Page last updated at 11:29 GMT, Monday, 9 July 2007 12:29 UK

Household waste: in statistics

The UK produces about 330 million tonnes of waste a year, a quarter of which is from homes and business. The government is looking at a series of measures to reduce waste, including charging people who fail to recycle their rubbish and, in parts of the country, weekly bin collections have been reduced to fortnightly.

wheelie bins showing what's in  your bin and what's recycled

Councils in England have been told to increase recycling rates to 50% by 2020 - that is about double the current rate. An Open University survey suggests kerbside collection in England of recyclable items like glass and paper has already contributed to increased recycling rates.

The survey also shows more kerbside collections of garden waste have been introduced - with about a third of households in 2006 setting out compostable waste for collection, up from 27.6% in 2005.

Fortnightly bin collections, now being introduced in many areas, have also seen recycling rates rise. Defra figures for 2006 put North Kesteven district council in the East Midlands top of the municipal waste recycling league with a rate of 48.4%.

Graph showing total waste and recycled waste

The United Kingdom still produces more waste per head of population than many of its European neighbours, with an average of 592kg (1,306lb), above the EU average of 577kg, (1,274lb). It also lags behind in the amount of waste recycled, with a UK average figure of 18% based on these figures, well below the EU average of 36.4%.

The Netherlands leads the way in Europe with a national recycling average of 64.4%, more than double the level achieved in England. Greece is the worst offender on landfill, dumping 90% of its municipal waste, with Portugal and the UK dumping about three-quarters of their waste.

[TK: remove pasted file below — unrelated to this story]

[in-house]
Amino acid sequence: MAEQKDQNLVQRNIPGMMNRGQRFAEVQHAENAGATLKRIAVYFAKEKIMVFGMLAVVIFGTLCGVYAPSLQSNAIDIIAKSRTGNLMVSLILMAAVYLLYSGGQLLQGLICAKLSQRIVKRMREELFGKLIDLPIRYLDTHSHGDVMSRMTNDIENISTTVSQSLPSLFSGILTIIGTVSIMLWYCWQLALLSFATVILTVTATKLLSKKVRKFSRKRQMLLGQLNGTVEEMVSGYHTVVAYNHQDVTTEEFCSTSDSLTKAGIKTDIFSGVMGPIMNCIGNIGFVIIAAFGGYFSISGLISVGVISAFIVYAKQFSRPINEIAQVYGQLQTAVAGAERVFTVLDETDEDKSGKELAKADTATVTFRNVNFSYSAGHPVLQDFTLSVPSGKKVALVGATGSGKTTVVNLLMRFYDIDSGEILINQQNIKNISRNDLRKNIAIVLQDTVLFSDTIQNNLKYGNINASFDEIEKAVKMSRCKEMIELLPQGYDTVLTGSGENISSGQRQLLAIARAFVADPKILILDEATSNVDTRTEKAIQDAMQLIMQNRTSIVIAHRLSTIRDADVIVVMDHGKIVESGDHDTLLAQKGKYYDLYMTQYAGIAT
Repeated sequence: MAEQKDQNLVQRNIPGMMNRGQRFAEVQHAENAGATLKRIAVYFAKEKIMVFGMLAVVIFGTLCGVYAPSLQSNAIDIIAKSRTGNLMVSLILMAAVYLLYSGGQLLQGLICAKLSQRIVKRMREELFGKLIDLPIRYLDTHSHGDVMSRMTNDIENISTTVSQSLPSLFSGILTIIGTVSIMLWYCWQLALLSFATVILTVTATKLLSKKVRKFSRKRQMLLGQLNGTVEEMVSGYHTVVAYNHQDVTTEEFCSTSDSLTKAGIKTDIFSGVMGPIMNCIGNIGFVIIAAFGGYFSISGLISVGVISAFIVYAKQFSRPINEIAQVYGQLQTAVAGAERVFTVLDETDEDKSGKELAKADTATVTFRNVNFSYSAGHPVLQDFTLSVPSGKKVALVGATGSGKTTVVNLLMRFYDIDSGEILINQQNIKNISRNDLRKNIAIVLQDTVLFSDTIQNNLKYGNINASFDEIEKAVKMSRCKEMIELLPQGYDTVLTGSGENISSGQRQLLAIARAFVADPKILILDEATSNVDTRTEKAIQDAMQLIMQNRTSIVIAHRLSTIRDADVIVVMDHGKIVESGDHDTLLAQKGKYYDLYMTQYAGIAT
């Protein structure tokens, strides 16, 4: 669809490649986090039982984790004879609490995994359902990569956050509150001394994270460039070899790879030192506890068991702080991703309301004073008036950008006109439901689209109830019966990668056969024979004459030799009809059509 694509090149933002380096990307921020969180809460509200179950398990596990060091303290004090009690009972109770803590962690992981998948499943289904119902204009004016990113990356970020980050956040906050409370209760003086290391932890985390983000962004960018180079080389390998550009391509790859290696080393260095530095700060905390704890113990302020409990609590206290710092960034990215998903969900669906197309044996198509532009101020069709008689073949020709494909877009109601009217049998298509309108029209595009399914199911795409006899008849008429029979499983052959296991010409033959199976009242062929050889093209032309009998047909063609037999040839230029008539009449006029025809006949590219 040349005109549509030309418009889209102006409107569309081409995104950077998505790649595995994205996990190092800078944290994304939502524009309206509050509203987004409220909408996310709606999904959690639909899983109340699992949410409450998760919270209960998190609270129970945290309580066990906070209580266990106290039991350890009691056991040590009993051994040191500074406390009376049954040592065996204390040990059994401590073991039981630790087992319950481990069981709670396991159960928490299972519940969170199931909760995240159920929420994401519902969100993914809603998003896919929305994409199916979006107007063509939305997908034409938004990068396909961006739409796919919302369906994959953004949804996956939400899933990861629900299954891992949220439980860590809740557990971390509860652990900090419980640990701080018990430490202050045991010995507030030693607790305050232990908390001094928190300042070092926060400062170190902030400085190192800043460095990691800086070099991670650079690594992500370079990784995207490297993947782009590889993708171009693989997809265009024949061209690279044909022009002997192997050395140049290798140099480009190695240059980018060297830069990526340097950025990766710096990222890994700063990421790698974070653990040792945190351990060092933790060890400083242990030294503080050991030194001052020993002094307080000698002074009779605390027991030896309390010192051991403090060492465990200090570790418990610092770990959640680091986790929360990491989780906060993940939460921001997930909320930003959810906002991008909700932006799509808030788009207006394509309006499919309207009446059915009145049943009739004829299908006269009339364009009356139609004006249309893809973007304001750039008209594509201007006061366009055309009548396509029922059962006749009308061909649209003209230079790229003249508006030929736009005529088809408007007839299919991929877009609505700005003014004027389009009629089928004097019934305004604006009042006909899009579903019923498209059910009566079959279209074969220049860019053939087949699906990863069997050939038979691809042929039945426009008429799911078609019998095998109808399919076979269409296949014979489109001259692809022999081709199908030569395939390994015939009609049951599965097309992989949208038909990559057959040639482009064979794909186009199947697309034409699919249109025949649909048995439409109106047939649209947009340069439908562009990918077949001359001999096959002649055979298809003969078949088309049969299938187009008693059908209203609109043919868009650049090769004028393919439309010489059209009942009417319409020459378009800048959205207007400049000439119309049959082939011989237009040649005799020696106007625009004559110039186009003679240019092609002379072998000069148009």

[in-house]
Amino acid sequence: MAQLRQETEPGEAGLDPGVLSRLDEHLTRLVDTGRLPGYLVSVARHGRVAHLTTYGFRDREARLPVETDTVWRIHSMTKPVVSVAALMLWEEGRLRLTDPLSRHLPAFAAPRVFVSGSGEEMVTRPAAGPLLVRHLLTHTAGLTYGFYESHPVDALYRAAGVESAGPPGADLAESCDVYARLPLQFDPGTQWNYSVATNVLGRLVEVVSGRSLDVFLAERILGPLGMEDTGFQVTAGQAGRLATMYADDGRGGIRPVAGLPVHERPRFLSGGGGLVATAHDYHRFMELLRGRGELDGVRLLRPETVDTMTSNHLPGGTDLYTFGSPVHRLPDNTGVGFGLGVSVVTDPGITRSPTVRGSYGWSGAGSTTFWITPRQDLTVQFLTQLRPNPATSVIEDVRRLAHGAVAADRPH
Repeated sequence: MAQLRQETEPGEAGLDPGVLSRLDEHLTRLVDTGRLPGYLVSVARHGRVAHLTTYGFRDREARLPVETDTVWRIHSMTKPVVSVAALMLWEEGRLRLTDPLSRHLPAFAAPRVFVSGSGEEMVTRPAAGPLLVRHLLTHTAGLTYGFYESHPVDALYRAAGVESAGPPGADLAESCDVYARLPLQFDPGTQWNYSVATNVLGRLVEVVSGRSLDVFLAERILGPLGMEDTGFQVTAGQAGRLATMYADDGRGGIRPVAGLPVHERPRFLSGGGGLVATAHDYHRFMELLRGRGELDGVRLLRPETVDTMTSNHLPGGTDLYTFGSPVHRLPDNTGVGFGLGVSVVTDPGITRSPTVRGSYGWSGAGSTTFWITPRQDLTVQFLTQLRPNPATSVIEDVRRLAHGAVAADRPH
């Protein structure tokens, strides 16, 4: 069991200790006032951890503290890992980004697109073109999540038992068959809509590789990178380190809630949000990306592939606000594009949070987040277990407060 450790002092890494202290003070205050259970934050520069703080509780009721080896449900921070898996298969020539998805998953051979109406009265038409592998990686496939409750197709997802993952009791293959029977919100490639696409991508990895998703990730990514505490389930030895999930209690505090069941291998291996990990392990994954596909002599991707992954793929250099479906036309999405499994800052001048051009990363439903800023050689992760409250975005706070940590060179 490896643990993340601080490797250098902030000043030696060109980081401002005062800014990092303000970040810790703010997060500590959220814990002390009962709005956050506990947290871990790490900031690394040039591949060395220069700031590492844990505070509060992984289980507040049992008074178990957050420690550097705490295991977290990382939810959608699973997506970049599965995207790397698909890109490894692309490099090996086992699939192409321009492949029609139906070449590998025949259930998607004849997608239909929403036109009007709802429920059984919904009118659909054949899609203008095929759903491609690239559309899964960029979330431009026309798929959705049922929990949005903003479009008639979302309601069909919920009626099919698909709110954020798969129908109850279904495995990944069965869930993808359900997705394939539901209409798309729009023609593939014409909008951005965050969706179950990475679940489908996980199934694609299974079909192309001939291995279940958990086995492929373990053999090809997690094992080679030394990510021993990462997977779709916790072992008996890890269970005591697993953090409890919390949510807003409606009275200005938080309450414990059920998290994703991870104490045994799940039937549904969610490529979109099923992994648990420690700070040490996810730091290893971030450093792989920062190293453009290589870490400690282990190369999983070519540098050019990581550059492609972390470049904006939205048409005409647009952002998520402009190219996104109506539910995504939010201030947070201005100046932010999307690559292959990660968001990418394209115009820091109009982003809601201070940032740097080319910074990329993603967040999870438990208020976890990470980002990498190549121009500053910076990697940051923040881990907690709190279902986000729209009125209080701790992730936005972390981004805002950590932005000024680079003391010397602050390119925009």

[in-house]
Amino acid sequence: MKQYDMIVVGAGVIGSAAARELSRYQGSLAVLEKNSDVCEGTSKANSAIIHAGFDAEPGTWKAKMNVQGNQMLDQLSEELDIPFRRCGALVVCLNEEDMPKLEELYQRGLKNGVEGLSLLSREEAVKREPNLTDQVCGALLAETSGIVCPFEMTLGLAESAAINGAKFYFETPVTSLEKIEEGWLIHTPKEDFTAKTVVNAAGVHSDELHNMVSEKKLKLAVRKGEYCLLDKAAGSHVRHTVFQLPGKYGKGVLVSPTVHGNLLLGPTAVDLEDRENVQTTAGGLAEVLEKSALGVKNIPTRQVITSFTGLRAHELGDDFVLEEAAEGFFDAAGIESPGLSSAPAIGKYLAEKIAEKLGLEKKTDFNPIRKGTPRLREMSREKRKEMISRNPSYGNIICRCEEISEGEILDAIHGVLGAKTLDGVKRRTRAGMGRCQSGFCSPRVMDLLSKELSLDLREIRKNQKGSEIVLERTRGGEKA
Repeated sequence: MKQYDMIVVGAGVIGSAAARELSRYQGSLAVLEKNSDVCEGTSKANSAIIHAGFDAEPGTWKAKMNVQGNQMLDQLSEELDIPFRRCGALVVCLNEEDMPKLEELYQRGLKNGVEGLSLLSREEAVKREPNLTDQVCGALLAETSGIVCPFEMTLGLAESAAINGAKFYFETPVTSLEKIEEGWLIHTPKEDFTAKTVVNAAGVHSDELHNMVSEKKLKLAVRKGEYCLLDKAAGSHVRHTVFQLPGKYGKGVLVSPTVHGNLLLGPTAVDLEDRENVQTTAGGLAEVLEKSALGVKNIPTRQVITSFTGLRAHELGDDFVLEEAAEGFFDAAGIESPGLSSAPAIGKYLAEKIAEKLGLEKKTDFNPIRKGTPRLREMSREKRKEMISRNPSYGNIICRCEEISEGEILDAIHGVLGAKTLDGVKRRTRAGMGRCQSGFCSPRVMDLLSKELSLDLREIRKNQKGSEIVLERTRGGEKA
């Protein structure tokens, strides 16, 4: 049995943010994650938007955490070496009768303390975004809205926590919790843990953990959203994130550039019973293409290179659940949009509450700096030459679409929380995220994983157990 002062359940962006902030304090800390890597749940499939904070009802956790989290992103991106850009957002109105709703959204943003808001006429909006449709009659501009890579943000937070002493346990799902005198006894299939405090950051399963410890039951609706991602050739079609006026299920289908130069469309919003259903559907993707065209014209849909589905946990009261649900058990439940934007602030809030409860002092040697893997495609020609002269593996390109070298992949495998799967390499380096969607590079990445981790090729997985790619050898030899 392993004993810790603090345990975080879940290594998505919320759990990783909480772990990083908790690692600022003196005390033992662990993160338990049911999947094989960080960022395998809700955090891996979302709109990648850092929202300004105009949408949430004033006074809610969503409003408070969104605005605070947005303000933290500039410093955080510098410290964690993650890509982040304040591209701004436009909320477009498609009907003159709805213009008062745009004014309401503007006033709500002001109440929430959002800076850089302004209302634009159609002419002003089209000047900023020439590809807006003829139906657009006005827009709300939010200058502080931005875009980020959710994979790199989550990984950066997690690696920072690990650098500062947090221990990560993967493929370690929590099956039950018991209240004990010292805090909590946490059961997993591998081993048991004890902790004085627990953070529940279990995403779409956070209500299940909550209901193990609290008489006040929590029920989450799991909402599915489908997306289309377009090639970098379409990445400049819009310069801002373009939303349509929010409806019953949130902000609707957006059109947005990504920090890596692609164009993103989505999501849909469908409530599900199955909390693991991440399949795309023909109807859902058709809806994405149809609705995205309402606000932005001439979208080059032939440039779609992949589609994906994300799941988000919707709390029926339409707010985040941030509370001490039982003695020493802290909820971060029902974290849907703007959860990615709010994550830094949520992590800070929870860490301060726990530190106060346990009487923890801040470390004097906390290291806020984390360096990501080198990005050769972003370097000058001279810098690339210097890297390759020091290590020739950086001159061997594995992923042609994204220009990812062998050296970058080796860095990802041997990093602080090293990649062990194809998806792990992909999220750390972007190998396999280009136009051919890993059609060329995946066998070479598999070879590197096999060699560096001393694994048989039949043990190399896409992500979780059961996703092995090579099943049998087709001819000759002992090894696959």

Maps showing recycling rates in England, Scotland and Wales

The maps above show how recycling rates have increased in the past five years in England, Scotland and Wales. At the same time the actual amount of household waste collected has fallen slightly in England by 70,000 tonnes from 25.5m to 25.4m tonnes and in Scotland, which has seen a drop from 2.121m to 2.094m or 27,078 tonnes. In Wales the amount of waste collected has risen slightly over the same period from 1.488m tonnes to 1.542m tonnes, an increase of 53,908 tonnes.




FEATURES, VIEWS, ANALYSIS
Has China's housing bubble burst?
How the world's oldest clove tree defied an empire
Why Royal Ballet principal Sergei Polunin quit

BBC navigation

BBC © 2014 The BBC is not responsible for the content of external sites. Read more.

This page is best viewed in an up-to-date web browser with style sheets (CSS) enabled. While you will be able to view the content of this page in your current browser, you will not be able to get the full visual experience. Please consider upgrading your browser software or enabling style sheets (CSS) if you are able to do so.

Americas Africa Europe Middle East South Asia Asia Pacific